The other alternative is to use a rubber silicone polisher on a mandrel fixed into your Dremel or other rotary hand drill. Be aware, these polishers will grind material away and should only be used on very light marks. As we mentioned before, if your scratch or mark can be felt with your fingernail then you will need to use diamond paste instead.
Mini Rubber Silicone Polishers
Here's what you'll need:
- A rotary tool such as a Dremel (an adjustable chuck might be needed to hold the shank of the mounted felt bob)
- Rubber silicone polishers in varying grades - possibly wheel or knife edge shape if you want to polish a large area of scratches. Cylinder and bullet will localise your polishing. A mixed bag of each shape might be a good idea.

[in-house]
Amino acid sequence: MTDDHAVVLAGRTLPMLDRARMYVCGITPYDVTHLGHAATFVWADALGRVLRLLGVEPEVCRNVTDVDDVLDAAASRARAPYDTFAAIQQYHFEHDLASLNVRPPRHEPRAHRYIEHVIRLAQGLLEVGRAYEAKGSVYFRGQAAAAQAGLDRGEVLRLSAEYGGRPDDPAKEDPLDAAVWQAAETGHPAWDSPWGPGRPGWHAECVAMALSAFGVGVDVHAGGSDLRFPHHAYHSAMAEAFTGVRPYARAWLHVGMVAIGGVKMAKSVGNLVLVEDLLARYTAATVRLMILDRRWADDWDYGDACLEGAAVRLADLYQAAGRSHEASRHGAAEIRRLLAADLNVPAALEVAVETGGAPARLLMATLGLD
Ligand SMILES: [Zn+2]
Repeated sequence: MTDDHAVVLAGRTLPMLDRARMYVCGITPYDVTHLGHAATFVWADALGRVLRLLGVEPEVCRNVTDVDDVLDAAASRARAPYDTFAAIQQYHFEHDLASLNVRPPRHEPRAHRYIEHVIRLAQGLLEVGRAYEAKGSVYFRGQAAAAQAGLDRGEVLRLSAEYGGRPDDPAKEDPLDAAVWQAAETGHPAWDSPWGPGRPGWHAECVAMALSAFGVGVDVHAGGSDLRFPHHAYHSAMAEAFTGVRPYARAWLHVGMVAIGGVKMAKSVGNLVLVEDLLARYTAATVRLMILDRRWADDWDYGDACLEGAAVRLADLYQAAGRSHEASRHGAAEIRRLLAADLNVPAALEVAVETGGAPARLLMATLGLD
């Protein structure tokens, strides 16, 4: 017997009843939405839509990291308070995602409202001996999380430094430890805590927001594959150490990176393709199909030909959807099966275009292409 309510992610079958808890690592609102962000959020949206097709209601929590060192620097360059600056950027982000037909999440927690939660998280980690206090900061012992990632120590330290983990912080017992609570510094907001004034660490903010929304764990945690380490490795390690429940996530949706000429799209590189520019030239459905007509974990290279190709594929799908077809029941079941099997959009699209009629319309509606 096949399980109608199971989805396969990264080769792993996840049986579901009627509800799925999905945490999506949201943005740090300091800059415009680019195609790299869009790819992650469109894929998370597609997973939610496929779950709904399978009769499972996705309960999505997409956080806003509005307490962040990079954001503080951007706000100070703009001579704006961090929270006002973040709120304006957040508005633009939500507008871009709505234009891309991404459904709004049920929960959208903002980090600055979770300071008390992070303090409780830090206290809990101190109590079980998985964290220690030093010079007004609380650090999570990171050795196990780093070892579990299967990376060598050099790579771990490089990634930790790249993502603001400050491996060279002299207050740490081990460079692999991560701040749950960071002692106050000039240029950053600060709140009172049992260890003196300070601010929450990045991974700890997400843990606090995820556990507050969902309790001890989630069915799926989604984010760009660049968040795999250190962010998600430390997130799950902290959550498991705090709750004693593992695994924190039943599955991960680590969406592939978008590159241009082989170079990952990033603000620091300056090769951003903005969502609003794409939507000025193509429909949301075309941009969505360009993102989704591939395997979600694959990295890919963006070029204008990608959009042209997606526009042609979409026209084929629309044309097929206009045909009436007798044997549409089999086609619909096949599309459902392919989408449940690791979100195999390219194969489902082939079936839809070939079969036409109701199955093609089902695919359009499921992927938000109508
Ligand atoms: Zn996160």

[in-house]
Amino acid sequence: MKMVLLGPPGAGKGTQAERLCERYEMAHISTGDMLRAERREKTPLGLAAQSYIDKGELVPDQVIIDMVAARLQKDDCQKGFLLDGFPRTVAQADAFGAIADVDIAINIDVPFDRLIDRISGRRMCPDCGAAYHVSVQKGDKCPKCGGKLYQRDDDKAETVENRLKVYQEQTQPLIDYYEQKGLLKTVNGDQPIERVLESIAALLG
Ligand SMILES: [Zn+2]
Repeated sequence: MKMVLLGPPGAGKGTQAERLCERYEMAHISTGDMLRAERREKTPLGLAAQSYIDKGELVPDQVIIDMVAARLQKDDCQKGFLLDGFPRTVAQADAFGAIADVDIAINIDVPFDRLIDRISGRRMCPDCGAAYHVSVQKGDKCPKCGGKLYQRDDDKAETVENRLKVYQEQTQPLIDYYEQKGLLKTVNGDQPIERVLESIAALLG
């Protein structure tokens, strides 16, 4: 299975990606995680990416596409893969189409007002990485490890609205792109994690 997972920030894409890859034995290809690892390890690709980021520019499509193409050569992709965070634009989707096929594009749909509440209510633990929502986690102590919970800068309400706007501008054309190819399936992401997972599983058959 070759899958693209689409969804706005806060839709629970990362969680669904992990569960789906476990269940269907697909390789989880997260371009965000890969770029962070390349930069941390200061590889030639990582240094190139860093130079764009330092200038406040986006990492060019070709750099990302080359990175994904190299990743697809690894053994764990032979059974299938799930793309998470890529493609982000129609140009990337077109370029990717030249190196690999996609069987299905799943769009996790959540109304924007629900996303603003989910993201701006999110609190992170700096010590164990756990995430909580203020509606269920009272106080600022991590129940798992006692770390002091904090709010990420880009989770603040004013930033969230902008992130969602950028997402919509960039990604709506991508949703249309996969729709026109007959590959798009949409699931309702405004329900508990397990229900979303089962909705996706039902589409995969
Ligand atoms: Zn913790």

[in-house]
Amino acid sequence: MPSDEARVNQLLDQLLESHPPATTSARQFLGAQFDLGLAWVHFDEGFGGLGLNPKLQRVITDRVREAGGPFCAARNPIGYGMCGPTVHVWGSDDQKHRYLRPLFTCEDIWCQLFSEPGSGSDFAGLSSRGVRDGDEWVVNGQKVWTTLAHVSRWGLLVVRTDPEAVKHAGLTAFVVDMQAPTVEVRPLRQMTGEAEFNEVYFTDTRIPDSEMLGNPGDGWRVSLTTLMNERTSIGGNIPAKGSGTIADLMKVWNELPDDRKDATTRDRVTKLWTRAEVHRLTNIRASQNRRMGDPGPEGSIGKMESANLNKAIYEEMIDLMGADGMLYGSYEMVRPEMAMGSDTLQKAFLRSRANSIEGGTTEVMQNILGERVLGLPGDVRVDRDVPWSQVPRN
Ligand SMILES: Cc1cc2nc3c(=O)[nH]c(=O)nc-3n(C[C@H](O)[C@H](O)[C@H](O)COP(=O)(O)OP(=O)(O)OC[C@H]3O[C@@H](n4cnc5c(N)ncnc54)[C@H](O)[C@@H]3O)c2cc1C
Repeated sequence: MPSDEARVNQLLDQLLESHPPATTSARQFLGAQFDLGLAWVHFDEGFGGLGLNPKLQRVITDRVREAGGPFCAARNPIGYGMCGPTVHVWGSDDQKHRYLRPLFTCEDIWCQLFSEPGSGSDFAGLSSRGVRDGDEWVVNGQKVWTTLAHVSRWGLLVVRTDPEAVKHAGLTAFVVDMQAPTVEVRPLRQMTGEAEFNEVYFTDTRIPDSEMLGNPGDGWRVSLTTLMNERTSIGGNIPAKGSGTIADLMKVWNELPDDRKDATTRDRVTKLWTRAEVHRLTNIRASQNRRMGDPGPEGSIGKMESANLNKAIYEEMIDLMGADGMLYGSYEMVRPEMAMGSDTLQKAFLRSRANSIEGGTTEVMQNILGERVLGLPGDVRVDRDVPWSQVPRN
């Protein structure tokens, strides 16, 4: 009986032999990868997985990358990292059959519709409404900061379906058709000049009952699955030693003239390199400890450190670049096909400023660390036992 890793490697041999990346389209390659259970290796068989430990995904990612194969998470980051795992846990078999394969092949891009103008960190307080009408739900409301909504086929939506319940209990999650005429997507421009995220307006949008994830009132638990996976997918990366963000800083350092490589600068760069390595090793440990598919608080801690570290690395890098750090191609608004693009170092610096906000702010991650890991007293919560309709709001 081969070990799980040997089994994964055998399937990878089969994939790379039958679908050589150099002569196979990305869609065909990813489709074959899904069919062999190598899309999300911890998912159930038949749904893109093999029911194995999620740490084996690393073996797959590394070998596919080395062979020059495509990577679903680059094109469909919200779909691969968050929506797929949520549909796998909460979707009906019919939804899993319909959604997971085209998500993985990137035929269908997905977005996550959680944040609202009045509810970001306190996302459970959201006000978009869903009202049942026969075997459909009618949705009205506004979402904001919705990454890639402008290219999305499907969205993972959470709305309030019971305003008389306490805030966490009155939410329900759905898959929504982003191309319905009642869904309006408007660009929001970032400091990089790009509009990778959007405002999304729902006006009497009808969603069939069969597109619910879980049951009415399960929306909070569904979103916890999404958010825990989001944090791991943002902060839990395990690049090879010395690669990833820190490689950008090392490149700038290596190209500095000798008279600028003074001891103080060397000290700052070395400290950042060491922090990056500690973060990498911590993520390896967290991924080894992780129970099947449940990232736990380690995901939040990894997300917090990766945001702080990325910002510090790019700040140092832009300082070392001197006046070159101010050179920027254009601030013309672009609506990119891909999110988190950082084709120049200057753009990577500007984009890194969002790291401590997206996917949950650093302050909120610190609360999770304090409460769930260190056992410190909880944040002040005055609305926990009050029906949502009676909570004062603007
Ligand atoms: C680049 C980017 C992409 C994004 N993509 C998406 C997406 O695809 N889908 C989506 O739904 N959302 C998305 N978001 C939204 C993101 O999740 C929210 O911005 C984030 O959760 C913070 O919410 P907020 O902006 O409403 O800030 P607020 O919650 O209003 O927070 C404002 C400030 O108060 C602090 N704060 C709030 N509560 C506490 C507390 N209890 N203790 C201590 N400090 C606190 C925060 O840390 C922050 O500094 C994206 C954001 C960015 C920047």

- Screw mandrel (for use with the wheel and knife edge shaped polishers)
- Taper mandrel (for use with the cylinder and bullet shaped polishers)
Attach your silicone polisher to the relevant mandrel and place in your drill.
Applying little pressure make sure not to exceed 7,000 - 10,000 RPM.
Work your way through the grades i.e begin by using a black polisher (medium grade) for instance then follow that with a blue (fine) and then a pink (extra fine) until you've achieved the finish you desire and the mark in the glass is no longer visible.
Helpful note: These EVE silicone polishers are commonly used to polish metals for your jewellery work as well as add depth to glass engraving and polish to cabochons. However, they are also useful for numerous jobs around the home such as removing paint from door handles, hinges and fixtures and fittings.
You may have heard that toothpaste is another alternative for removing scratches in glass. However, toothpaste is an incredibly light abrasive and will do no more than fill in the scratch mark, best kept for ones teeth!